On the political front the current Home Affairs minister, Papa Owusu Ankomah is fast emerging as someone who can galvanised the talent (both at home and in Diaspora) at Ghana's disposal to drive the developmental agenda through. Papa shares the same sentiments as expressed by Jermaine and our North American compatriots and believes that every Ghanaian in Diaspora (including second and third generation Ghanaians) should be encouraged to contribute towards the development of our great nation. Papa believes our national anthem should be the rallying point to energised all Ghanaians living everywhere to contribute towards the nation building ( Efie ne Fie……literally meaning “There is no better place than home”).
( God bless our homeland Ghana And make our nation great and strong, Bold to defend forever The cause of Freedom and of Right; Fill our hearts with true humility, Make us cherish fearless honesty, And help us to resist oppressors' rule With all our will and might evermore. Hail to thy name, O Ghana, To thee we make our solemn vow: Steadfast to build together A nation strong in Unity……). The lyrics of the national anthem are not just mere words but exemplifies the unity of our country that has stood the test of time and still strong in uniting the nation. The qualification of the national soccer team “The Black Stars” to play in the 2006 world cup in Germany was rejoiced not only in Accra, Kumasi, Sekondi-Takoradi, Sunyani, Tamale, Ho, Wa, Bolgatanga, Navrongo, Cape Coast but among the Ghanaian communities around the globe. For once Ghanaians in Diaspora were proud to put on the colours of the national flag (Red, Gold and Green with the Black Star in the centre) in support of the national soccer team, the Black Stars.
Papa Owusu Ankomah, from the very early age dedicated himself to the service of his country. As results Papa have forgone all the opportunities that came his way to amass personal wealth and rather pledged himself to server his motherland. As a young lawyer and lecturer in his home town of Sekondi in the late 1980s and 1990s, Papa became the voice of the voiceless and champion of the working men and women of his home town.
Papa placed much emphasis on education and poverty reduction in his hometown of Sekondi and would form the back bone of his policies nation wide. Coming from the liberal wing of his party, Papa understands that success should be spread equitably and that every section of the population and every region of the country must be developed.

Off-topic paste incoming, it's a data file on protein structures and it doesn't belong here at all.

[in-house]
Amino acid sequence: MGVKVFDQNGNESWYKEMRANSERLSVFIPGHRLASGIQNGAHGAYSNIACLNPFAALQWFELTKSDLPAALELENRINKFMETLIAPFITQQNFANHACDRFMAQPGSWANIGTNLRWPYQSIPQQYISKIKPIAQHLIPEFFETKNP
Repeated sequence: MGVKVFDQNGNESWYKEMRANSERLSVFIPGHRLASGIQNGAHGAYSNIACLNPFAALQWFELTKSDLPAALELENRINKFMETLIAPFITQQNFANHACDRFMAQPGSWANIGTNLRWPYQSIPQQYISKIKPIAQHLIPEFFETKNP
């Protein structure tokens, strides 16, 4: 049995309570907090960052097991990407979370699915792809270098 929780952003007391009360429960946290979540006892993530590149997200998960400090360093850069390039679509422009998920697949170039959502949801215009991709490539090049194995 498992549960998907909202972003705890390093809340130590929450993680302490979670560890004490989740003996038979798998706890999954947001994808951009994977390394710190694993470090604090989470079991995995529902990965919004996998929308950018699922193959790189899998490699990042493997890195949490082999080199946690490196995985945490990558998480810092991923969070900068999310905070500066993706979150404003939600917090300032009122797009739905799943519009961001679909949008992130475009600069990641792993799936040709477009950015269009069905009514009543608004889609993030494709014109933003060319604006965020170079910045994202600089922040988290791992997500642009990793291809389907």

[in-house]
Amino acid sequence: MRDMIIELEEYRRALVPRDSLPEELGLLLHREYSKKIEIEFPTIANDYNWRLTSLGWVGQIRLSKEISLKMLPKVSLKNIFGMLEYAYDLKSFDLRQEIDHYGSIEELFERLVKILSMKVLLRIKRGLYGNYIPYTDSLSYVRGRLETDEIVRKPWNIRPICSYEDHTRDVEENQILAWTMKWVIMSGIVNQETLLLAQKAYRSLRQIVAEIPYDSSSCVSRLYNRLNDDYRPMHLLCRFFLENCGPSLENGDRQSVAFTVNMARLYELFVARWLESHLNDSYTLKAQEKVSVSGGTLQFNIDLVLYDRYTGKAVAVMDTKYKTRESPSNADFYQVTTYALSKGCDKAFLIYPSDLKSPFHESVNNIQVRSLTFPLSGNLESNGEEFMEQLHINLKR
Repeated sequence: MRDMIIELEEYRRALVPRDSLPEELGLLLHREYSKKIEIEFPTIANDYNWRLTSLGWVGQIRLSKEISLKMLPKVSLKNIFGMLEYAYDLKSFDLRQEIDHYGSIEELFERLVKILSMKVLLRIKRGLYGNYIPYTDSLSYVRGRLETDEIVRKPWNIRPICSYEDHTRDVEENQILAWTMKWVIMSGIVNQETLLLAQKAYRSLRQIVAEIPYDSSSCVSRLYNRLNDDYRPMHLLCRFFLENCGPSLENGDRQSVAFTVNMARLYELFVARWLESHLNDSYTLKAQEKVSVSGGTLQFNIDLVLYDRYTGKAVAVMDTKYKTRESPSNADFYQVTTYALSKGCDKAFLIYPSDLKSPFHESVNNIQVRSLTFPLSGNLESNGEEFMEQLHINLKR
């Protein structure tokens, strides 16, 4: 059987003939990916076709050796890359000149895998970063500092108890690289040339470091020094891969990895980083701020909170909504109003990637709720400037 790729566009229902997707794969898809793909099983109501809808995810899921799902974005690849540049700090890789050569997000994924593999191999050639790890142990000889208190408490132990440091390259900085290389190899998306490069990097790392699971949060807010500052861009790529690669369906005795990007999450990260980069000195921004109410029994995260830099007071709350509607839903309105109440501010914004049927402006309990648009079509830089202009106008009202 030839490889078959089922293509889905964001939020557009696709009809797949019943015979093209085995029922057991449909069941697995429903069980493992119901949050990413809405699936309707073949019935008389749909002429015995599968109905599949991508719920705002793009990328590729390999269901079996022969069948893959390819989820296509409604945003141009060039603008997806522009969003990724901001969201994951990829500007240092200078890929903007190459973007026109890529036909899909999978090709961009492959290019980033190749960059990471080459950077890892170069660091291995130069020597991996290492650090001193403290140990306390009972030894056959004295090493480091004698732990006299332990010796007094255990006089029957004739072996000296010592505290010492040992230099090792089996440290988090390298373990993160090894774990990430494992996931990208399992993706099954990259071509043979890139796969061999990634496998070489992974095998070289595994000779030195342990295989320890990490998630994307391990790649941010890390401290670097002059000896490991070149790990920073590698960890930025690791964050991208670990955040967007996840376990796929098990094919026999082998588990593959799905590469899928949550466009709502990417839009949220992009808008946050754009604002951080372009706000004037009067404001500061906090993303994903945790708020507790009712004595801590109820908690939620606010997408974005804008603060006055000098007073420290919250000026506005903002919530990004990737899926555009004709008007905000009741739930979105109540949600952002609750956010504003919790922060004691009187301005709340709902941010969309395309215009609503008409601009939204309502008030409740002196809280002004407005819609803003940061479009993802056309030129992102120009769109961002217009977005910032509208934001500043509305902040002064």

Education, better health care, commercial agro industry, poverty eradication, opportunities for all irrespective of background or tribe, gender equality and job creation are at the fore front of Papa's developmental agenda. Papa knows and understands that having a well educated and united workforce would place the country in a pivotal position when it comes to enticing potential investors to the country.
Papa would also encourage many Ghanaian businessmen in Diaspora to come home and invest by liberalising the arcane investment and employment laws, thus making it easier for employers and employees to foster a good working partnership. Like the current President, Papa knows that Ghanaians in Diaspora are great source of human capital for our country and would ensure that the liaison between those at home and the Diaspora community are improved to enable the Diaspora community to transfer their skills to their counterparts in Ghana. Papa would also reward innovators.
Researchers in every field would be given the resources and support to come out with innovative ideas to help solve numerous medical problems and food crisis that periodically hold our country back. Before the country embarks on her last leg of development towards the Vision 2020 goal, Papa wants the nation to be self sufficient in food production, being able to feed herself without relying on food aid nor experience the shortages of recent past. Like President Kufuor's Presidential initiative, Papa would be encouraged by his supporters to embark on drastic agricultural and land reforms by giving prominence to commercial farming and to give incentives and training to farmers as well as making finance available to them to enable them concentrate on farming to feed the nation. Thus institutions such as Ghana's 4 big Polytechnics (Ho, Kumasi, Takoradi and Accra) would be given the resources and accreditation to enable them trained specialists in agro industry and fisheries to help and support our farmers and fishermen in commercial operations.
In his quest to see his beloved country achieve middle income status in 2020, Papa Owusu Ankomah in the coming months leading to the primaries for the selection of the Presidential candidate for the ruling New Patriotic Party, would set his vision and agenda as to how he would want every section of the population to embrace his developmental and poverty reduction strategies. Although Papa has not made his intentions clear as to whether he would like to contest for the flag bearer of his party, his friends and supporters wants to encourage him to do so….he is our best hope for the country. He is young, bright and places duty before personal enrichment……… his God is his guiding principal. He is a great patriot.
God Bless our Motherland Ghana. Peter Nee Jeffrey London. Views expressed by the author(s) do not necessarily reflect those of GhanaHomePage.